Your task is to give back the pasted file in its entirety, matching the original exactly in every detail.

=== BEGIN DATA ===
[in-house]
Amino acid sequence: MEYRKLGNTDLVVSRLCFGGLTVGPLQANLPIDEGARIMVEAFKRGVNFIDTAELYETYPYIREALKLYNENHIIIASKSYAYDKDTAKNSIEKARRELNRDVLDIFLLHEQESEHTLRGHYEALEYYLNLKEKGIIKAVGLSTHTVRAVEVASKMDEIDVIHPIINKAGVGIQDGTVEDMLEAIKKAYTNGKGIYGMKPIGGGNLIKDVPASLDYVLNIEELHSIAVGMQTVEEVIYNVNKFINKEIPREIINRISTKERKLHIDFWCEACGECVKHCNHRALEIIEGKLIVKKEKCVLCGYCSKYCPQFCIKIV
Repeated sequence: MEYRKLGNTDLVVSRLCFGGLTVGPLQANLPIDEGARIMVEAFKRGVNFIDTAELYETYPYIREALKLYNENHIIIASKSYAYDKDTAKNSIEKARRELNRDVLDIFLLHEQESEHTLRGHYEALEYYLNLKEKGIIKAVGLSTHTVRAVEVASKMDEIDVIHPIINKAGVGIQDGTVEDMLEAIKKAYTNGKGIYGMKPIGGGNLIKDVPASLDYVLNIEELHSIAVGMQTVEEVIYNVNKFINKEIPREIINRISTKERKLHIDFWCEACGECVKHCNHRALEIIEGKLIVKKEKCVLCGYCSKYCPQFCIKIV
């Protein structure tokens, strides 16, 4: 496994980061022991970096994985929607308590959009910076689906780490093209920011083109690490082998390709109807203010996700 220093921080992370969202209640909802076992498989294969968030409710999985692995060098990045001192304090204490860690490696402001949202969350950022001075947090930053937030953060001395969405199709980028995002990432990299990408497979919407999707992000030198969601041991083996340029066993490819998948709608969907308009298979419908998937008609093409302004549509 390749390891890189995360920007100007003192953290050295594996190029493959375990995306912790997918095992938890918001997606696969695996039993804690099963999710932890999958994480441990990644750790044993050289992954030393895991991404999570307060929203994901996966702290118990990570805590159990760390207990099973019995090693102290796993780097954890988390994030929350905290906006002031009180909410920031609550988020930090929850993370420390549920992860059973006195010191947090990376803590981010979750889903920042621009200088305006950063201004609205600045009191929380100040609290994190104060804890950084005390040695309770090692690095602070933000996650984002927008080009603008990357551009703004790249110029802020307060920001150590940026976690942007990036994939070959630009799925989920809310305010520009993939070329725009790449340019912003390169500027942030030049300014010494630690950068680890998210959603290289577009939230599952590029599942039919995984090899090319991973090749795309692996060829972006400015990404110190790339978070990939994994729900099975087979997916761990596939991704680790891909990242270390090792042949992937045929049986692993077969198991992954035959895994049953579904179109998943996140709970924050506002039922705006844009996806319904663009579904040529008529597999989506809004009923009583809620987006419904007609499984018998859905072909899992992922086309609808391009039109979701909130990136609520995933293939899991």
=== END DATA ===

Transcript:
[in-house]
Amino acid sequence: MEYRKLGNTDLVVSRLCFGGLTVGPLQANLPIDEGARIMVEAFKRGVNFIDTAELYETYPYIREALKLYNENHIIIASKSYAYDKDTAKNSIEKARRELNRDVLDIFLLHEQESEHTLRGHYEALEYYLNLKEKGIIKAVGLSTHTVRAVEVASKMDEIDVIHPIINKAGVGIQDGTVEDMLEAIKKAYTNGKGIYGMKPIGGGNLIKDVPASLDYVLNIEELHSIAVGMQTVEEVIYNVNKFINKEIPREIINRISTKERKLHIDFWCEACGECVKHCNHRALEIIEGKLIVKKEKCVLCGYCSKYCPQFCIKIV
Repeated sequence: MEYRKLGNTDLVVSRLCFGGLTVGPLQANLPIDEGARIMVEAFKRGVNFIDTAELYETYPYIREALKLYNENHIIIASKSYAYDKDTAKNSIEKARRELNRDVLDIFLLHEQESEHTLRGHYEALEYYLNLKEKGIIKAVGLSTHTVRAVEVASKMDEIDVIHPIINKAGVGIQDGTVEDMLEAIKKAYTNGKGIYGMKPIGGGNLIKDVPASLDYVLNIEELHSIAVGMQTVEEVIYNVNKFINKEIPREIINRISTKERKLHIDFWCEACGECVKHCNHRALEIIEGKLIVKKEKCVLCGYCSKYCPQFCIKIV
């Protein structure tokens, strides 16, 4: 496994980061022991970096994985929607308590959009910076689906780490093209920011083109690490082998390709109807203010996700 220093921080992370969202209640909802076992498989294969968030409710999985692995060098990045001192304090204490860690490696402001949202969350950022001075947090930053937030953060001395969405199709980028995002990432990299990408497979919407999707992000030198969601041991083996340029066993490819998948709608969907308009298979419908998937008609093409302004549509 390749390891890189995360920007100007003192953290050295594996190029493959375990995306912790997918095992938890918001997606696969695996039993804690099963999710932890999958994480441990990644750790044993050289992954030393895991991404999570307060929203994901996966702290118990990570805590159990760390207990099973019995090693102290796993780097954890988390994030929350905290906006002031009180909410920031609550988020930090929850993370420390549920992860059973006195010191947090990376803590981010979750889903920042621009200088305006950063201004609205600045009191929380100040609290994190104060804890950084005390040695309770090692690095602070933000996650984002927008080009603008990357551009703004790249110029802020307060920001150590940026976690942007990036994939070959630009799925989920809310305010520009993939070329725009790449340019912003390169500027942030030049300014010494630690950068680890998210959603290289577009939230599952590029599942039919995984090899090319991973090749795309692996060829972006400015990404110190790339978070990939994994729900099975087979997916761990596939991704680790891909990242270390090792042949992937045929049986692993077969198991992954035959895994049953579904179109998943996140709970924050506002039922705006844009996806319904663009579904040529008529597999989506809004009923009583809620987006419904007609499984018998859905072909899992992922086309609808391009039109979701909130990136609520995933293939899991």